Southern Brisbane Nerf Club

Sunday, 20 October 2013

REVIEW: Nerf N-Strike Blazin' Bow

Here it is, N-Strike's swan song. The last hurrah. It's final number. It's last breath. The last nerve-twitch before Hasbro finally calls an end to the long standing N-Strike line. But, is it a good sign off?

One thing I like about the N-Strike line is the fact that they aren't de-tuned for Australia because of the already lower power compared to the Elite line. And it' not like it didn't have a good run, 2001-2013, 12 years is a long time for any toy line. And with blasters the likes of the Longshot, Stampede and Maverick, you'd want to call it a day on a high note right? Well, apparently not.

The Blazin' Bow is obviously a bow style blaster firing large "arrows" (just large finned darts really). There is storage for 2 more on the top arm. Assembling the blaster is pretty much moron-proof and once it's together, the fist thing you'll notice is how light it is.

The handle is quite possibly the most comfortable handle for any blaster I've ever held. Very ergonomic, and obviously designed for a larger hand. While it is a larger sized blaster, its weight (or lack thereof) make it easy to handle. The firing style is the same as the original Bow And Arrow...

^ that one. Pull back and release. The Blazin' Bow easily gets N-Strike ranges (35 feet) when angled, flat shots you're looking at 20ish feet. While the range is sub-par for Nerf now, the bulk of the arrows means whoever you hit will now about it, they do hit the wall with a pretty decent "THWACK". The weight of the darts and the fins give them pretty good accuracy.

I love the design of the blaster, the black and orange flames really set this blaster apart from the rest of the N-Strike line that was mostly yellow. Despite it's light weightyness, the plastic doesn't feel cheap. The arms however should've been made out of something a little more pliable, so that they flex when you prime it, adding to the illusion that it's the arms providing the power and not the spring inside. It's direct plunger by the way and there is a hole on the top arm for you to aim through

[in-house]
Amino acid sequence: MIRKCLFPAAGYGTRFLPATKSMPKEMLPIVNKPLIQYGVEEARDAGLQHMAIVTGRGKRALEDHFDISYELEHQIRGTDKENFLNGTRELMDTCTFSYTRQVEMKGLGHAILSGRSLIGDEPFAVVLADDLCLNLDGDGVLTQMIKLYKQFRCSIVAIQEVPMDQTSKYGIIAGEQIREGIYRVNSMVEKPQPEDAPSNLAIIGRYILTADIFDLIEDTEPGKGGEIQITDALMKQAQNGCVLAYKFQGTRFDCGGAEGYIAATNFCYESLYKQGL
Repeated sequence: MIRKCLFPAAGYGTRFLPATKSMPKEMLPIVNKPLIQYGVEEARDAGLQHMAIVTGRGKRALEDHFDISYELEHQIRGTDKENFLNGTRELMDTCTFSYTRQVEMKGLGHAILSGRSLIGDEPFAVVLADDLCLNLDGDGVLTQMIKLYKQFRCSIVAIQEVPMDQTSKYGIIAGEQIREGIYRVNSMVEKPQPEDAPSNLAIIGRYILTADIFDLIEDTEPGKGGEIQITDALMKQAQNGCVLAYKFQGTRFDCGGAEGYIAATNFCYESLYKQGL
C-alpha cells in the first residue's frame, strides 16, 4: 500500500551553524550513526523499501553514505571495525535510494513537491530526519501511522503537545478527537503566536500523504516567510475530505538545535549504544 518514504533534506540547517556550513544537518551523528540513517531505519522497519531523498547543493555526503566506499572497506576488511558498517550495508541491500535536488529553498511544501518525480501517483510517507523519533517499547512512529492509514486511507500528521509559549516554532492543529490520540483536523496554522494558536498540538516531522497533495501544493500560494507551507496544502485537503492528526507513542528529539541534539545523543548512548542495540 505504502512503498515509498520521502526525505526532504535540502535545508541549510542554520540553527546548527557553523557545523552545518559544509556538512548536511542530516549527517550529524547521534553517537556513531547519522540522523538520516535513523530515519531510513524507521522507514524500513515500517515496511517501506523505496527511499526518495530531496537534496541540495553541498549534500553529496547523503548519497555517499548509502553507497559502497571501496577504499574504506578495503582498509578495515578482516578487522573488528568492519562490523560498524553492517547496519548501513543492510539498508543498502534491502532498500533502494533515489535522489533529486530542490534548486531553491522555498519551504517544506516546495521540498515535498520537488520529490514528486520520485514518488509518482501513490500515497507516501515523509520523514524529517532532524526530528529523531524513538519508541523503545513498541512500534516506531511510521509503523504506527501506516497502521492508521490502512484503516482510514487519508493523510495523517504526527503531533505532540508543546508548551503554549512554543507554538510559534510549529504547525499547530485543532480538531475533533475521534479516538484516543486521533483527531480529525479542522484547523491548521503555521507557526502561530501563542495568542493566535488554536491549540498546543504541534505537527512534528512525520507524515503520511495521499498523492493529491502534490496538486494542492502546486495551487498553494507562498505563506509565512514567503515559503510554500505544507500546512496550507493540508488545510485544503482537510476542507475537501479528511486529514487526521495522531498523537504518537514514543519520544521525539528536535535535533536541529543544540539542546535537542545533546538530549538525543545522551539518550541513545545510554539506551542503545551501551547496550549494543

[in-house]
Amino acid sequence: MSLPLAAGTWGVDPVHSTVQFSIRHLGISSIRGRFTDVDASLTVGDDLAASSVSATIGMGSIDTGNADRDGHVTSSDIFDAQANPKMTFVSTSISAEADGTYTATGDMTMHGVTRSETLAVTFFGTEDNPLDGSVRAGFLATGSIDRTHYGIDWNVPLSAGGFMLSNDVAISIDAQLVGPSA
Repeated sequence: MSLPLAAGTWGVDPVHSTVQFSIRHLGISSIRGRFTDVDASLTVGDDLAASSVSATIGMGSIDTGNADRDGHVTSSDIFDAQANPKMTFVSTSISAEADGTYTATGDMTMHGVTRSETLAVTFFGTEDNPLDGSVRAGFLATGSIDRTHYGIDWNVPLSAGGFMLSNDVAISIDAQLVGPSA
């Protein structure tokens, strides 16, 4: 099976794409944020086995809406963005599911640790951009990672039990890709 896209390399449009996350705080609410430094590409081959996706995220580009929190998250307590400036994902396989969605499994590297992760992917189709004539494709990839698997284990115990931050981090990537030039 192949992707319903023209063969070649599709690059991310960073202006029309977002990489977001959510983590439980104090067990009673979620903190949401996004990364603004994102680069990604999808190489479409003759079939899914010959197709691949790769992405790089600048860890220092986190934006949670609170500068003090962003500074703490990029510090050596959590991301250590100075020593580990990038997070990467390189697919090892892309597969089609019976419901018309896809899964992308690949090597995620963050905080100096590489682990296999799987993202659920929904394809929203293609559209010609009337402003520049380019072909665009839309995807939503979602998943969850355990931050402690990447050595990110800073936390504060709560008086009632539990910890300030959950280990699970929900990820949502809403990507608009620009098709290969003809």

I can't see myself using the Blazin' Bow in a war/game anytime soon, or ever. But for playing around inside, it's quite fun.

This is not really the way I wanted to see N-Strike end. A Longshot with a flame job, maybe, with a stronger spring and better bi-pod? Many Nerfers grew up with N-Strike, N-Strike is what made Nerf the brand it is now, and to close it off with the Blazin' Bow just doesn't seem right to me. Don't get me wrong, it's a nice blaster, not very practical, but fun to muck around with indoors. But if you're going to die, how do you want to do it? A hollow shell of the man/woman you once were in hospital full of tubes, fading away slowly by being forgotten by most of your friends over time? No. But that's what seems to have happened to N-Strike. It had an awesome life, AS20, Longshot, Stampede, Maverick, Nitefinder among the best of the 27 blasters in the series. Not a lot of people even knew Hasbro were still developing N-Strike blasters until the Blazin' Bow was announced. But, I guess that's it. This is the last new N-Strike blaster we'll ever see, after 12 years, 27 models (not including sub-lines and limited editions), practically inventing the foam dart blaster market and spawning the NIC. It's bye bye N-Strike.

1. very comfy handle
2. light
3. fun to muck around with indoors
4. flame job
5. direct plunger
6. accurate

1. big hole in plunger tube (intentional hole)
2. younger Nerfers don't have the strength to hold the primer back all the way
3. no arrow refill packs
4. arms need to flex to give illusion of power from the arms
5. poor range (compared to blasters that are available now)

~ Rob

1 comment:

  1. Here it is, N-Strike's swan song. The last hurrah. It's final number. It's last breath. The last nerve-twitch before Hasbro finally calls an end to the ...


Related Posts Plugin for WordPress, Blogger...